Mount Saint Vincent message to the world is keep growing

College is now a university that wants to reach more students


President Susan Burns stood atop the balcony on Founders Hall as she counted down over the sounds of cheering. She shouted “one” and the new banner was unveiled — the University of Mount Saint Vincent. 

“I know we’re all cold but I’m so excited to share this moment with everybody,” Burns said. After the banner was displayed Dr. Burns called on the crowd to sing along with the alma mater.

“Cheer for the white and gold, proudly our banners unfold,” the crowd boasts and sways while waving their UMSV pendants.

Administrators, professors, and students on Jan. 22 witnessed the unveiling of the banner and joined the celebration in a new start for the institution as it turned from the College of Mount Saint Vincent to the University of Mount Saint Vincent.

Brad Crownover, an associate professor and director of the theatre and performing arts program at the Mount, loved getting to see the Sisters of Charity on campus. “Thinking about what they started here and the importance of this institution, especially in a time when a lot of women couldn’t attend college,” Crownover said.

The Sisters of Charity of Saint Vincent de Paul of New York founded the Academy of Mount Saint Vincent, the first of its kind in New York,  a higher education institution for women in 1847. The school became what it is today through the consistent commitment of the sisters to a liberal-based education “based on the conviction that the liberal arts offer the finest preparation for a life of accomplishment, responsibility, leadership, and service.”

Though the mission has stayed the same over its 175-year history, the school has grown and expanded over time creating a coeducational environment, revising curriculum, adding majors, growing partnerships, and more.

“This kind of constant evolving of the place. This feels like an important step in the evolution of the institution,” said Crownover.

In December 2021 the New York Board of Regents ultimately decided on the changed definition of a university. They cited receiving nudges over many years from multiple New York State colleges to revise the definition. They narrowed it down to four overall issues on the matter.

At the time New York was the only state requiring a doctoral program at a school to qualify as a university. Institutions also believed that the term “college” was confusing for international students. Compared to other states with broader definitions of the term “university” or no distinct difference between colleges and universities, New York offered a stark contrast.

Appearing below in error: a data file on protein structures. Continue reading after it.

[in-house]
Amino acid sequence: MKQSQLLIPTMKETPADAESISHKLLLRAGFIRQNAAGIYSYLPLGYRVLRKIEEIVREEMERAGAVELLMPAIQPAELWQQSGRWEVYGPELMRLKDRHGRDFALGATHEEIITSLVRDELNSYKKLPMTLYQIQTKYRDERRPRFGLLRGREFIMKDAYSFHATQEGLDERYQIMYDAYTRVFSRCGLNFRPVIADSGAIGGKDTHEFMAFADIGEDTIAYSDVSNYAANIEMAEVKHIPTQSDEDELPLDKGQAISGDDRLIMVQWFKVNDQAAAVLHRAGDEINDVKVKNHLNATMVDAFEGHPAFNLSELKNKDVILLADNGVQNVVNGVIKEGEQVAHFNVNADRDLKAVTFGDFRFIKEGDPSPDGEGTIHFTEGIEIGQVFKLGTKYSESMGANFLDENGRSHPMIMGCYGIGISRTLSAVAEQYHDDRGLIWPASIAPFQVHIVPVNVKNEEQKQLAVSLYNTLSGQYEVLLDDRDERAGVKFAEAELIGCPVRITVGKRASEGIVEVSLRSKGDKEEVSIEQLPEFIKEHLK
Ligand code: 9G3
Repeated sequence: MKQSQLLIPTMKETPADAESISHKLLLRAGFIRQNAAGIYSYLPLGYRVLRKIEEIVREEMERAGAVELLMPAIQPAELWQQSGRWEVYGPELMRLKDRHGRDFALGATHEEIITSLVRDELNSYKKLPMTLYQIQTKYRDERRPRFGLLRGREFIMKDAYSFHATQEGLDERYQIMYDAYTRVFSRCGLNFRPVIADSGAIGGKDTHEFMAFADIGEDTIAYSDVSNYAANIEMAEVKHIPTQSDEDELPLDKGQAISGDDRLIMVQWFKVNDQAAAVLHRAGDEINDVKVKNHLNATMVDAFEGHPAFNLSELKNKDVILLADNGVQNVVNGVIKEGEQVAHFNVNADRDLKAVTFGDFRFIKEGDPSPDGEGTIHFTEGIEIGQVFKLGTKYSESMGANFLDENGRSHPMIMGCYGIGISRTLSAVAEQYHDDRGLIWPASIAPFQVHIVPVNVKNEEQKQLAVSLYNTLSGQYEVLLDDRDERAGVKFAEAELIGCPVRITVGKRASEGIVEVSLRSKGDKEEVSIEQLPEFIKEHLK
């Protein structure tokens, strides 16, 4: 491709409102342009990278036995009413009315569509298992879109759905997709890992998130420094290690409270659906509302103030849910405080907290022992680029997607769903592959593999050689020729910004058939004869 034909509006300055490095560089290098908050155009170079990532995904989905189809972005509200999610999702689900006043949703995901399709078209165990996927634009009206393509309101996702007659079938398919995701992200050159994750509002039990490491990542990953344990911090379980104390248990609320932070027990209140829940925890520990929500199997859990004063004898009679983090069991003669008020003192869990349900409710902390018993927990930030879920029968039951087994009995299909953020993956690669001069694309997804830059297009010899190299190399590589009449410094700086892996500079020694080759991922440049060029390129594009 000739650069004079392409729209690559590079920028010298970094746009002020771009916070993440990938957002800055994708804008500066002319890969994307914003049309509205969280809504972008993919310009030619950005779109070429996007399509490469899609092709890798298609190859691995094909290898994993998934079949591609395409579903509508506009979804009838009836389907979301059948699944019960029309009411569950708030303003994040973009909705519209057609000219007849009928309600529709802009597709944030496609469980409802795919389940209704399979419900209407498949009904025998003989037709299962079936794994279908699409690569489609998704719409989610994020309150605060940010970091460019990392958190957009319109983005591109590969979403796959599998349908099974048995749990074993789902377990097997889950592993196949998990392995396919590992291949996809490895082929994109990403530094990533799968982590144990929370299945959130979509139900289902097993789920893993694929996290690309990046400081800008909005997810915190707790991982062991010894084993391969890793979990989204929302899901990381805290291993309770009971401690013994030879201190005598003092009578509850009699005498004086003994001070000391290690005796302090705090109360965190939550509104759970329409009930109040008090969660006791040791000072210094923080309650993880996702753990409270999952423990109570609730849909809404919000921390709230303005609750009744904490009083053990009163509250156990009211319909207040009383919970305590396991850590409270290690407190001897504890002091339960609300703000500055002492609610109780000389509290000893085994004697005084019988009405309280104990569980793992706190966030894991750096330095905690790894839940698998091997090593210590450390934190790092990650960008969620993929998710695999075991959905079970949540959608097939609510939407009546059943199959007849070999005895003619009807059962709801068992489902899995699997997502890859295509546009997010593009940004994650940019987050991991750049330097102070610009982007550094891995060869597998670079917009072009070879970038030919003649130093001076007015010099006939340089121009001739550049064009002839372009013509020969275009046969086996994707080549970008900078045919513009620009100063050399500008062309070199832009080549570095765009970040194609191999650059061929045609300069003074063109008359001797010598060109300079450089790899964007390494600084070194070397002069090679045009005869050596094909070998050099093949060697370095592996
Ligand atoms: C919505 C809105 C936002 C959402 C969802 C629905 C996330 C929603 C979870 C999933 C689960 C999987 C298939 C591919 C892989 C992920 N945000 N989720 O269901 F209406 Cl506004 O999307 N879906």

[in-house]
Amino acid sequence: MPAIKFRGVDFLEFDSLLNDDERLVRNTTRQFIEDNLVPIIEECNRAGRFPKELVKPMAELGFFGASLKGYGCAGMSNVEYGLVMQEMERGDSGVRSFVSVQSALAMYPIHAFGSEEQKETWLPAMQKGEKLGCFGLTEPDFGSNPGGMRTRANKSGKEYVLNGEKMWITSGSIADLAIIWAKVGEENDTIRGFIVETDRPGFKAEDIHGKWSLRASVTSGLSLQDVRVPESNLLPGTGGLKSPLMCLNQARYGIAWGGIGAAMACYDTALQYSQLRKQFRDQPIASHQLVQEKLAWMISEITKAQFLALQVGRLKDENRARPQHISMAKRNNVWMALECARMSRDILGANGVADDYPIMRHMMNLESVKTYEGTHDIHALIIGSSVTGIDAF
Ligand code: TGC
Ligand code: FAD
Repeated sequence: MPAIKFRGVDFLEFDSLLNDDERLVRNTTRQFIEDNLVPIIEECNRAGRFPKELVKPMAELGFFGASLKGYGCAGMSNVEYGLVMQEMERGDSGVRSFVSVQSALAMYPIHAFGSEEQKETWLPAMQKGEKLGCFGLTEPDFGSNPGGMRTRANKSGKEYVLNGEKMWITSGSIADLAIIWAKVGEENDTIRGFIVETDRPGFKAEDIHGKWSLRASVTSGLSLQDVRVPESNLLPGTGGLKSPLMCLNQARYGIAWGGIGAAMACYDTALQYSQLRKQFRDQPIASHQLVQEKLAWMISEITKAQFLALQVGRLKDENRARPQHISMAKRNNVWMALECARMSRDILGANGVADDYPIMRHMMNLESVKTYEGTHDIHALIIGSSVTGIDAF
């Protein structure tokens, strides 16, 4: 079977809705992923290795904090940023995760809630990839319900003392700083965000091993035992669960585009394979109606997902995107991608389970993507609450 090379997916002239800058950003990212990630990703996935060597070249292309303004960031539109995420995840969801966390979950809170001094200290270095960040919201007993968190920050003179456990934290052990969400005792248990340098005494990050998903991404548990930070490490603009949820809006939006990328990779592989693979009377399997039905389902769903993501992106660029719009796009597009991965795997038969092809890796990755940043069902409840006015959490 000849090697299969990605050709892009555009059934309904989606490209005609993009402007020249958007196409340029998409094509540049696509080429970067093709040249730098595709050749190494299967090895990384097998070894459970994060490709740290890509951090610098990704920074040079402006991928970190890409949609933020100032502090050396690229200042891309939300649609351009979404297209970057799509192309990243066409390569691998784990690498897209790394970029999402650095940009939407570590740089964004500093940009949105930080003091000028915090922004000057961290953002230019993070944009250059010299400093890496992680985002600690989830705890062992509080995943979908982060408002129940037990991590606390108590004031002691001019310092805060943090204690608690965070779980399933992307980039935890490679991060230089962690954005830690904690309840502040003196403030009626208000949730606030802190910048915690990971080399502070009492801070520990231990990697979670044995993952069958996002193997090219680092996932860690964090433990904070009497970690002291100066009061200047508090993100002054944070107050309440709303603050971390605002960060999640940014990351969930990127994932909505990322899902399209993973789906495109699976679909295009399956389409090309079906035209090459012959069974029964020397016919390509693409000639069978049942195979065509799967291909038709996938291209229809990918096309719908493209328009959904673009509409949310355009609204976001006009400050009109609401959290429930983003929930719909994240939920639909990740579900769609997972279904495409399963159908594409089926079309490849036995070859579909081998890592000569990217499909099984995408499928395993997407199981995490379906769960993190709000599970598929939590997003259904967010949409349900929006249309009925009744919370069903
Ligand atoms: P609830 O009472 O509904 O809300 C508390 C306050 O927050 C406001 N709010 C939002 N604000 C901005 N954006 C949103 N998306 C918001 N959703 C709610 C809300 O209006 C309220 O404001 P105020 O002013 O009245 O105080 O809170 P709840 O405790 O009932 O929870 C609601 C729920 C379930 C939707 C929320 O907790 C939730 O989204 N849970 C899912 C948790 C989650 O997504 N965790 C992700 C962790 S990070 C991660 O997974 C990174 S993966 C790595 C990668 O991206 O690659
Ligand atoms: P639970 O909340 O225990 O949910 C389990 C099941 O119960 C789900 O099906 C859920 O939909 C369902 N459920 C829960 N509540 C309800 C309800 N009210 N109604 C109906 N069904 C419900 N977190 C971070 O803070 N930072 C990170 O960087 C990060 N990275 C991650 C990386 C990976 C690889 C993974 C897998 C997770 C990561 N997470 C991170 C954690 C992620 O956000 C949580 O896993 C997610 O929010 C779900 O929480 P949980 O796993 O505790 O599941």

New York institutions believe using the university moniker markets better and as such out of state universities are drawing their potential students away, schools that New York institutions feel offer less than their wide array. Schools outside of the state do not meet the state’s own definition of a university. Included in the observations of New York institutions was the confusing use of the word university in names and marketing such as Alfred State College State University of New York.

Comparatively, the state of New Jersey defines a university as “an institution of higher education that provides undergraduate studies leading to the baccalaureate degree in a broad range of academic disciplines, as well as graduate studies leading to advanced degrees in at least three academic and/or professional fields.”

New York’s definition still requires a university to maintain at least three graduate-level programs in pre-determined areas of study. The Board of Regents was open to hearing the complaints of the state’s schools and altering the definition. However, they did not wish to budge on the higher standard of education and range of offerings they felt set them apart from other state schools. 

Nicarauma Rowe, a junior at the school, said he feels excited about the change. “It’s a big change. I would say 175 years is a long time,” Rowe said. “I think it’s good for the college, for us.”

Gary Peña, a sophomor, agreed with Rowe about the excitement. He added that being part of the change feels big because in years to come as the school’s success continues he’ll be proud to say he was part of the inaugural university class.

“We’re part of the new university history,” Rowe chimed in.

The university’s strategic plan through 2025 lists five attainable goals to better the institution. Among those is a commitment to expand awareness of the institution to engage a bigger audience and further its target audience. The change from college to university is part of this move towards expansion and growth.

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